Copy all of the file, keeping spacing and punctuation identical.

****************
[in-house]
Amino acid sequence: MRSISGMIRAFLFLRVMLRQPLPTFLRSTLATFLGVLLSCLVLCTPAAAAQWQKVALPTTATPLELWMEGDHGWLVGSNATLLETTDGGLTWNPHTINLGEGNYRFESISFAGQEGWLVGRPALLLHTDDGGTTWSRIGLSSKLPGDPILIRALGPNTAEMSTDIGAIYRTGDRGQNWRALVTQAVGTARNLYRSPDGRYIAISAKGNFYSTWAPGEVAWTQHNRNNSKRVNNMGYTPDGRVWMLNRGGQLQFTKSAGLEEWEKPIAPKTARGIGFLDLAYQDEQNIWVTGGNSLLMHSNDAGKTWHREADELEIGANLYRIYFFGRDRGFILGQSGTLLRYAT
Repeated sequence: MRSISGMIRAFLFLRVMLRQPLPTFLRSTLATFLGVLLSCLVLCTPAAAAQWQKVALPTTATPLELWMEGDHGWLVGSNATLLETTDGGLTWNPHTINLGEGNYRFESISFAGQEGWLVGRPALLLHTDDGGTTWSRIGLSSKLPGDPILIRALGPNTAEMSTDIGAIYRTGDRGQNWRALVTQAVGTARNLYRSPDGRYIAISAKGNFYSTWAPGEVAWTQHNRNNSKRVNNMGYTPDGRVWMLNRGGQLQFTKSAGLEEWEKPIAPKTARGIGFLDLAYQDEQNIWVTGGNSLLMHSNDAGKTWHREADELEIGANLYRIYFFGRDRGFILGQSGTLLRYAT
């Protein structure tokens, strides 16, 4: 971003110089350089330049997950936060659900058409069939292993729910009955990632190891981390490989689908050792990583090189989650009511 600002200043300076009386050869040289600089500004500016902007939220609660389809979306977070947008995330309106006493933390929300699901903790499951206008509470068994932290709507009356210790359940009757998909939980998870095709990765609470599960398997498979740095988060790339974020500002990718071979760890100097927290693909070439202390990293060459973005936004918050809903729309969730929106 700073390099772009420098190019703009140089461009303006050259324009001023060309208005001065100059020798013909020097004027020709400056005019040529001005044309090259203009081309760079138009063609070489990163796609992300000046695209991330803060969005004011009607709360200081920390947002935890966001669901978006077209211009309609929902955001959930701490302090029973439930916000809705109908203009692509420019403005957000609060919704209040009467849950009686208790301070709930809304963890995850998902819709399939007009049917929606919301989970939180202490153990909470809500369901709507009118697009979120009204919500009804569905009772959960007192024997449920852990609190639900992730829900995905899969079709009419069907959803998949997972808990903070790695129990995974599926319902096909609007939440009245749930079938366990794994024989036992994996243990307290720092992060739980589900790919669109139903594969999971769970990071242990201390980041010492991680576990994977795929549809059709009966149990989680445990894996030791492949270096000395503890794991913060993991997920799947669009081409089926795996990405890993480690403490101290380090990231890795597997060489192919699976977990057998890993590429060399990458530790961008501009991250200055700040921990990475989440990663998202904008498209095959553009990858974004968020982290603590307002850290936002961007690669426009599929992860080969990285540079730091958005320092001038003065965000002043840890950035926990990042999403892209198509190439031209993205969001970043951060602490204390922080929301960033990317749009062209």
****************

[in-house]
Amino acid sequence: MRSISGMIRAFLFLRVMLRQPLPTFLRSTLATFLGVLLSCLVLCTPAAAAQWQKVALPTTATPLELWMEGDHGWLVGSNATLLETTDGGLTWNPHTINLGEGNYRFESISFAGQEGWLVGRPALLLHTDDGGTTWSRIGLSSKLPGDPILIRALGPNTAEMSTDIGAIYRTGDRGQNWRALVTQAVGTARNLYRSPDGRYIAISAKGNFYSTWAPGEVAWTQHNRNNSKRVNNMGYTPDGRVWMLNRGGQLQFTKSAGLEEWEKPIAPKTARGIGFLDLAYQDEQNIWVTGGNSLLMHSNDAGKTWHREADELEIGANLYRIYFFGRDRGFILGQSGTLLRYAT
Repeated sequence: MRSISGMIRAFLFLRVMLRQPLPTFLRSTLATFLGVLLSCLVLCTPAAAAQWQKVALPTTATPLELWMEGDHGWLVGSNATLLETTDGGLTWNPHTINLGEGNYRFESISFAGQEGWLVGRPALLLHTDDGGTTWSRIGLSSKLPGDPILIRALGPNTAEMSTDIGAIYRTGDRGQNWRALVTQAVGTARNLYRSPDGRYIAISAKGNFYSTWAPGEVAWTQHNRNNSKRVNNMGYTPDGRVWMLNRGGQLQFTKSAGLEEWEKPIAPKTARGIGFLDLAYQDEQNIWVTGGNSLLMHSNDAGKTWHREADELEIGANLYRIYFFGRDRGFILGQSGTLLRYAT
């Protein structure tokens, strides 16, 4: 971003110089350089330049997950936060659900058409069939292993729910009955990632190891981390490989689908050792990583090189989650009511 600002200043300076009386050869040289600089500004500016902007939220609660389809979306977070947008995330309106006493933390929300699901903790499951206008509470068994932290709507009356210790359940009757998909939980998870095709990765609470599960398997498979740095988060790339974020500002990718071979760890100097927290693909070439202390990293060459973005936004918050809903729309969730929106 700073390099772009420098190019703009140089461009303006050259324009001023060309208005001065100059020798013909020097004027020709400056005019040529001005044309090259203009081309760079138009063609070489990163796609992300000046695209991330803060969005004011009607709360200081920390947002935890966001669901978006077209211009309609929902955001959930701490302090029973439930916000809705109908203009692509420019403005957000609060919704209040009467849950009686208790301070709930809304963890995850998902819709399939007009049917929606919301989970939180202490153990909470809500369901709507009118697009979120009204919500009804569905009772959960007192024997449920852990609190639900992730829900995905899969079709009419069907959803998949997972808990903070790695129990995974599926319902096909609007939440009245749930079938366990794994024989036992994996243990307290720092992060739980589900790919669109139903594969999971769970990071242990201390980041010492991680576990994977795929549809059709009966149990989680445990894996030791492949270096000395503890794991913060993991997920799947669009081409089926795996990405890993480690403490101290380090990231890795597997060489192919699976977990057998890993590429060399990458530790961008501009991250200055700040921990990475989440990663998202904008498209095959553009990858974004968020982290603590307002850290936002961007690669426009599929992860080969990285540079730091958005320092001038003065965000002043840890950035926990990042999403892209198509190439031209993205969001970043951060602490204390922080929301960033990317749009062209």